Truffle oil is also all fake. The fancy truffle oil that home chefs and beloved restaurants drizzle across pizza, pasta and salads … isn't flavored with real truffles.
No, most commercial truffle oils are created by mixing olive oil with a synthetic petroleum-based flavoring agent, commonly 2,4-dithiapentane.
Even berries and blue berries in particular are being faked constantly.
In 7 nutrition bars that are worse than candy, we discovered that the Berry Blast PowerBar (you know, the one with pictures of berries blasted across the wrapper) contained, ta-da, no berries whatsoever. Berries, and blueberries in particular, have become a superfood darling and consequently, commonly faked – there's a pretty lengthy list of retail food items that contain words or photos suggesting that real blueberries were used in the products, when in fact, they weren't.
The nonprofit Consumer Wellness Center reported that many "blueberries" in popular products they found were nothing more than glops of sugar, corn syrup, starch, hydrogenated oil, artificial flavors and artificial food dye blue No. 2 and red No. 40. And these are from popular manufacturers such as Kellogg's, Betty Crocker and General Mills.
Also the saffron you buy at the supermarket isn't really saffron. Few spices are as exotic or expensive as saffron, and consequently, few spices are knocked off as frequently. Commonly standing in for the costly crimson threads, according to the FFD, are creative adulterants such as marigold and calendula flowers, turmeric, corn silk, poppy petals, died onions, gypsum, chalk, starch, borax and glycerine, tartrazine, barium sulfate, sandalwood dye, colored grass and red-dyed silk fiber.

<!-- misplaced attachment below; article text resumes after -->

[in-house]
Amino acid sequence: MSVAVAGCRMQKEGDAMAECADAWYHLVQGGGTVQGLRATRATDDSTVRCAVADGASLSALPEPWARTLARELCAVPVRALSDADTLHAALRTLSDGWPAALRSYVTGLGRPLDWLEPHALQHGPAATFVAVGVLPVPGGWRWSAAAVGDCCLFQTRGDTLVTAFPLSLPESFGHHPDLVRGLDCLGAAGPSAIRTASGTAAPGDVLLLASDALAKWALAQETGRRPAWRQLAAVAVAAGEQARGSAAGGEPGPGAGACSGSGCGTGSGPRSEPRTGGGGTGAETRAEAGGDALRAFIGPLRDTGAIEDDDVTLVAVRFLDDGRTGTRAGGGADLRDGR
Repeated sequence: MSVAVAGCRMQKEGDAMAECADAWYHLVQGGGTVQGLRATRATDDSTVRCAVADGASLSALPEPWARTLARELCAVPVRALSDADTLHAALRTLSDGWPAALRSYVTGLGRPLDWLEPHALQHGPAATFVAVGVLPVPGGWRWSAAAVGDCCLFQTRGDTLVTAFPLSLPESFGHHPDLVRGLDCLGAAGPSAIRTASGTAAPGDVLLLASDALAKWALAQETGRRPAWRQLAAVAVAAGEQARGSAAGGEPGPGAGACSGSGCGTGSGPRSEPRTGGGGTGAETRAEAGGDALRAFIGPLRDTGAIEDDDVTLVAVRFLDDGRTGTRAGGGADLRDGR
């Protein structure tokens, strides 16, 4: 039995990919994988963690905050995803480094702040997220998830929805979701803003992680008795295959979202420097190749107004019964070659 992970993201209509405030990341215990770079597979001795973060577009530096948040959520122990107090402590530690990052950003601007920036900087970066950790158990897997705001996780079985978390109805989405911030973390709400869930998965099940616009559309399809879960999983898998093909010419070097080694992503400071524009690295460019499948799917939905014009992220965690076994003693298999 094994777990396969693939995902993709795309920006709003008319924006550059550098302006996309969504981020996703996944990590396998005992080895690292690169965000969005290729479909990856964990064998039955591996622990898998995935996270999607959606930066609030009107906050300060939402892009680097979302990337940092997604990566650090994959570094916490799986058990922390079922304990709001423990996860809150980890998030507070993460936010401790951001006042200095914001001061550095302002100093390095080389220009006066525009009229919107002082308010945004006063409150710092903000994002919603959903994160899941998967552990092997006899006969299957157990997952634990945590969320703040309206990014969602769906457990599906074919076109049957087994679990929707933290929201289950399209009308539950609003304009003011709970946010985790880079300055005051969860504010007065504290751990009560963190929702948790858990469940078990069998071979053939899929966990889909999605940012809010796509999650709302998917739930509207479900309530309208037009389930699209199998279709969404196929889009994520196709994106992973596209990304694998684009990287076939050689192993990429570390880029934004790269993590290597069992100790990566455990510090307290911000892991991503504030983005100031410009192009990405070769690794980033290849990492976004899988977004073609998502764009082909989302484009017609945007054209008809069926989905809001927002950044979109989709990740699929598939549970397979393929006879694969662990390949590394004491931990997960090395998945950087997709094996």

Why doesn't the FDA protect us from these things? Because the FDA works for the illuminati NWO and they never tell us the truth.
The FDA's logo even incorporates an illuminati TRIANGLE for the Illuminati Satanists in the design of the A.
The FDA is officially sworn to protect public health by assuring the safety and security of America's food supply, products, medicine and medical devices;
make them safer, more effective and more affordable; and, provide the public with the information about food and medicine that they need to improve their health.
As can be seen by the above, they don't care about any of that.
The FDA has lost credibility because it is now too closely linked with big pharmaceutical companies. It's more beneficial and profitable for "Big Pharma" to have more unhealthy people because that would mean more drug sales.
Even the FDA's own scientists have cast a doubt on the agency's credibility. And it's not just Dr. David Graham, the FDA scientist who exposed the dangers of prescription drug Vioxx. A 2002 survey revealed that more than hundreds of FDA scientists lacked confidence in the agency's ability to "adequately monitor the safety of prescription drugs once they are on the market." Others questioned the FDA's drug assessment and labeling processes.
With the FDA and Big Pharma seemingly in cahoots, unsafe drugs are getting approved and natural medicine is being persecuted because it poses a threat to big drug companies.
In 2015, New York State's Attorney General Eric Schneiderman instructed Target, GNC, Walgreens and Walmart to immediately cease selling a number of scam herbal supplements. An investigation revealed that best-selling supplements not only didn't work, but were potentially dangerous, with four out of five of the products not even listing any herbs in their ingredients--instead, the supplements contained fillers including powdered rice, houseplants and asparagus. Fraudulent products include echinacea, ginseng, St. John's wort, garlic, ginkgo biloba and saw palmetto.